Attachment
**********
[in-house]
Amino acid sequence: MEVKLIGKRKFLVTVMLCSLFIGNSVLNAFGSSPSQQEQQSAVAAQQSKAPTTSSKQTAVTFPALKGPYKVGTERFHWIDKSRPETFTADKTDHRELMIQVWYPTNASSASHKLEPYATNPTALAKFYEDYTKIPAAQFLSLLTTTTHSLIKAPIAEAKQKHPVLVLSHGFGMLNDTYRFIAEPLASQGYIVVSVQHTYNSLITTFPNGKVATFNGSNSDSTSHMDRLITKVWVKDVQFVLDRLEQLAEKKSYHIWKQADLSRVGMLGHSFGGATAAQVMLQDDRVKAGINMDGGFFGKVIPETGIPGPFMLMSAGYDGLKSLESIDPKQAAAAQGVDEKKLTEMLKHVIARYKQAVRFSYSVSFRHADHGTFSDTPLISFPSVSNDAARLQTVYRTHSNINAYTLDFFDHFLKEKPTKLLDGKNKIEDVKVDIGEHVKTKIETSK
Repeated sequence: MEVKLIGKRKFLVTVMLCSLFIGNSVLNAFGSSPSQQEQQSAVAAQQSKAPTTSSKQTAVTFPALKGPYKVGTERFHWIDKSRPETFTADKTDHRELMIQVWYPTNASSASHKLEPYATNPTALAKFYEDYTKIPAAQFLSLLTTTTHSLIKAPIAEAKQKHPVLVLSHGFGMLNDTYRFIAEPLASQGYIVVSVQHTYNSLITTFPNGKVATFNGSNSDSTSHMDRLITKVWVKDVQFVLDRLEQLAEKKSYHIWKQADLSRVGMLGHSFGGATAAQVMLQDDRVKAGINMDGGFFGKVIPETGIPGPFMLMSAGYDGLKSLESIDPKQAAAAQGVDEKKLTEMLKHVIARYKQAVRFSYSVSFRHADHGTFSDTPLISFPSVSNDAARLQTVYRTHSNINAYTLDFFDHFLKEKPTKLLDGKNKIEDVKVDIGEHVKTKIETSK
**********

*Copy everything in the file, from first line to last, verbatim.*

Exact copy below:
[in-house]
Amino acid sequence: MEVKLIGKRKFLVTVMLCSLFIGNSVLNAFGSSPSQQEQQSAVAAQQSKAPTTSSKQTAVTFPALKGPYKVGTERFHWIDKSRPETFTADKTDHRELMIQVWYPTNASSASHKLEPYATNPTALAKFYEDYTKIPAAQFLSLLTTTTHSLIKAPIAEAKQKHPVLVLSHGFGMLNDTYRFIAEPLASQGYIVVSVQHTYNSLITTFPNGKVATFNGSNSDSTSHMDRLITKVWVKDVQFVLDRLEQLAEKKSYHIWKQADLSRVGMLGHSFGGATAAQVMLQDDRVKAGINMDGGFFGKVIPETGIPGPFMLMSAGYDGLKSLESIDPKQAAAAQGVDEKKLTEMLKHVIARYKQAVRFSYSVSFRHADHGTFSDTPLISFPSVSNDAARLQTVYRTHSNINAYTLDFFDHFLKEKPTKLLDGKNKIEDVKVDIGEHVKTKIETSK
Repeated sequence: MEVKLIGKRKFLVTVMLCSLFIGNSVLNAFGSSPSQQEQQSAVAAQQSKAPTTSSKQTAVTFPALKGPYKVGTERFHWIDKSRPETFTADKTDHRELMIQVWYPTNASSASHKLEPYATNPTALAKFYEDYTKIPAAQFLSLLTTTTHSLIKAPIAEAKQKHPVLVLSHGFGMLNDTYRFIAEPLASQGYIVVSVQHTYNSLITTFPNGKVATFNGSNSDSTSHMDRLITKVWVKDVQFVLDRLEQLAEKKSYHIWKQADLSRVGMLGHSFGGATAAQVMLQDDRVKAGINMDGGFFGKVIPETGIPGPFMLMSAGYDGLKSLESIDPKQAAAAQGVDEKKLTEMLKHVIARYKQAVRFSYSVSFRHADHGTFSDTPLISFPSVSNDAARLQTVYRTHSNINAYTLDFFDHFLKEKPTKLLDGKNKIEDVKVDIGEHVKTKIETSK